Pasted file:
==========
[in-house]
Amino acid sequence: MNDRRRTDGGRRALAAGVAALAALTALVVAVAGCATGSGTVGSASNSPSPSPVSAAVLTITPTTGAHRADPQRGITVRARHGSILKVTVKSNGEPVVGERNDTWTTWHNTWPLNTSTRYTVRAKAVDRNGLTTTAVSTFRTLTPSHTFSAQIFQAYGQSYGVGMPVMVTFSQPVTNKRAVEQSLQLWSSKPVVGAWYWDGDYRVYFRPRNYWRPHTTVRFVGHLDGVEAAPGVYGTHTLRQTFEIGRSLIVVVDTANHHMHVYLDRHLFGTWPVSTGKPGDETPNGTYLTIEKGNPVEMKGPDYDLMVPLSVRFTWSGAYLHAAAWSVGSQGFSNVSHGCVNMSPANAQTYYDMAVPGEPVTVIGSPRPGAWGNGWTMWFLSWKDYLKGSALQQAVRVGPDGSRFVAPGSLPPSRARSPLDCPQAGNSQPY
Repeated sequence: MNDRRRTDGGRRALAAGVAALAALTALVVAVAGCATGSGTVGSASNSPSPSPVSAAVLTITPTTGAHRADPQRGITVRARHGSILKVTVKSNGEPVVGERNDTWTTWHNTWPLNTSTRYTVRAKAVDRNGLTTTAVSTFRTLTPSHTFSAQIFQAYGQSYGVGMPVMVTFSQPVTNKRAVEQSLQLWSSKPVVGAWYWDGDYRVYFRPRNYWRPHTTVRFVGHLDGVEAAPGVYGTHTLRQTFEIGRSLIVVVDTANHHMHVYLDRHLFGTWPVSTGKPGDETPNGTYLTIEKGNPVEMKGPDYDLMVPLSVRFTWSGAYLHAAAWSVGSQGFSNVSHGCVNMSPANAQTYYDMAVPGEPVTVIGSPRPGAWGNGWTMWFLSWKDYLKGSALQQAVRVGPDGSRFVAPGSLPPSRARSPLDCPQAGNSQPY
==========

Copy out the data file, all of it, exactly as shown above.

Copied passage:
[in-house]
Amino acid sequence: MNDRRRTDGGRRALAAGVAALAALTALVVAVAGCATGSGTVGSASNSPSPSPVSAAVLTITPTTGAHRADPQRGITVRARHGSILKVTVKSNGEPVVGERNDTWTTWHNTWPLNTSTRYTVRAKAVDRNGLTTTAVSTFRTLTPSHTFSAQIFQAYGQSYGVGMPVMVTFSQPVTNKRAVEQSLQLWSSKPVVGAWYWDGDYRVYFRPRNYWRPHTTVRFVGHLDGVEAAPGVYGTHTLRQTFEIGRSLIVVVDTANHHMHVYLDRHLFGTWPVSTGKPGDETPNGTYLTIEKGNPVEMKGPDYDLMVPLSVRFTWSGAYLHAAAWSVGSQGFSNVSHGCVNMSPANAQTYYDMAVPGEPVTVIGSPRPGAWGNGWTMWFLSWKDYLKGSALQQAVRVGPDGSRFVAPGSLPPSRARSPLDCPQAGNSQPY
Repeated sequence: MNDRRRTDGGRRALAAGVAALAALTALVVAVAGCATGSGTVGSASNSPSPSPVSAAVLTITPTTGAHRADPQRGITVRARHGSILKVTVKSNGEPVVGERNDTWTTWHNTWPLNTSTRYTVRAKAVDRNGLTTTAVSTFRTLTPSHTFSAQIFQAYGQSYGVGMPVMVTFSQPVTNKRAVEQSLQLWSSKPVVGAWYWDGDYRVYFRPRNYWRPHTTVRFVGHLDGVEAAPGVYGTHTLRQTFEIGRSLIVVVDTANHHMHVYLDRHLFGTWPVSTGKPGDETPNGTYLTIEKGNPVEMKGPDYDLMVPLSVRFTWSGAYLHAAAWSVGSQGFSNVSHGCVNMSPANAQTYYDMAVPGEPVTVIGSPRPGAWGNGWTMWFLSWKDYLKGSALQQAVRVGPDGSRFVAPGSLPPSRARSPLDCPQAGNSQPY